This was quite a woman, Snowdry London. She had a tremendous spirit, resolve and appreciation for all aspects of life. Her story is a wonderful affirmation of the gift of life. “Snow's” story begins in the small town of Griffin , Georgia. She was born of Mary Westmoreland and Hillard Prothro.
A favorite family pastime was listening to Snow's tales of growing up with a large family of thirteen brothers and sisters. She talked about being poor, but well off and about her parents being educated and owning their own land. Often, her stories assumed majestic proportions. Sometimes even the most matter of fact details contained an element of the mystical. From her childhood, she was taught to triumph over obstacles and always maintain a joy in living and a determination to share whatever advice, material things or time she had to share. She was “Granny” to everyone on Peniston Street where she lived more than forty years.
Snow had a thirst for learning and a deep love of reading. But her belief in the importance of learning extended even further. Education was a must for children and grandchildren (all of who are college graduates) and even for herself. She was always grateful that she finished college (Southern University, Baton Rouge); and she was proud of achieving her Masters in Education (Loyola University, New Orleans) even though her achievement had to wait until her children had become married adults. Later, she made a career for herself as a beloved student counselor at Delgado Community College in New Orleans where she stayed for many years.
Her Christian faith was always the center of her life. It was no surprise that she chose to marry a minister, William R. London, Jr. (deceased 1986). They shared two daughters, Maxine London Stewart, and Letitia Ann London-Shakir. Letitia died in 2000.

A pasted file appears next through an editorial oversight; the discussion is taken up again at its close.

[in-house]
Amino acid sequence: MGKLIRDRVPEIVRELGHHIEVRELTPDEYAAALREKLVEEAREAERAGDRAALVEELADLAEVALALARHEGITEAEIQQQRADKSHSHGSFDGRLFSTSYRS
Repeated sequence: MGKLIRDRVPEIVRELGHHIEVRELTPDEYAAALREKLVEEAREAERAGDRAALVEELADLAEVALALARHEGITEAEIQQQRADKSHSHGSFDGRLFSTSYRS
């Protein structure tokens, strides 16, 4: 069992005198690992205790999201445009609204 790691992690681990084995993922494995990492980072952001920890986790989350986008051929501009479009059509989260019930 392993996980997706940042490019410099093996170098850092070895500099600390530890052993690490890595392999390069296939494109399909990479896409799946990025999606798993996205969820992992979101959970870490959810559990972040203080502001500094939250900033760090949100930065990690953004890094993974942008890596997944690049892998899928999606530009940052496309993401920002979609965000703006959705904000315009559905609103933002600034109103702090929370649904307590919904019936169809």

Everyone who met Snow knew that she loved people. It was always apparent. She showered us with an extravagance of warmth that was heartfelt and steadfast. She was quick to dispense advice and wisdom (whether you wanted it at the time or not) with the patient expectation that we might one day grow into beings who demonstrated the strength of character and appreciation for hard work, which she believed so important.
Finally, we'll all remember that Miss Snow loved putting on a show. The family kitchen, a relative's living room, or a friend's back porch, became her stage. If there was a crowd, she had laughter and verve. If there was New Orleans Jazz she had a snap of her fingers and placed her hands on her hips. Above all, there was always kindness. This was the refrain that she danced to the most and where she found the greatest joy.
Snowdry is survived by daughter Maxine London Stewart, son-in-law Perry Stewart and their two daughters, Allisen Berkley Stewart and Ashley Brooke Stewart. Her daughter Letitia Shakir's three children, Najah Shakir, Ahmad Shakir and Khadijah Shakir-Hankton; one remaining sister, Ruby Turnipseed; three great-grandchildren, Serenity, Khayree and Mahasin; and many nieces, nephews and very loyal and faithful friends.
She will be greatly missed and fondly remembered.
|Source: Louisiana Conference Journal, 2009|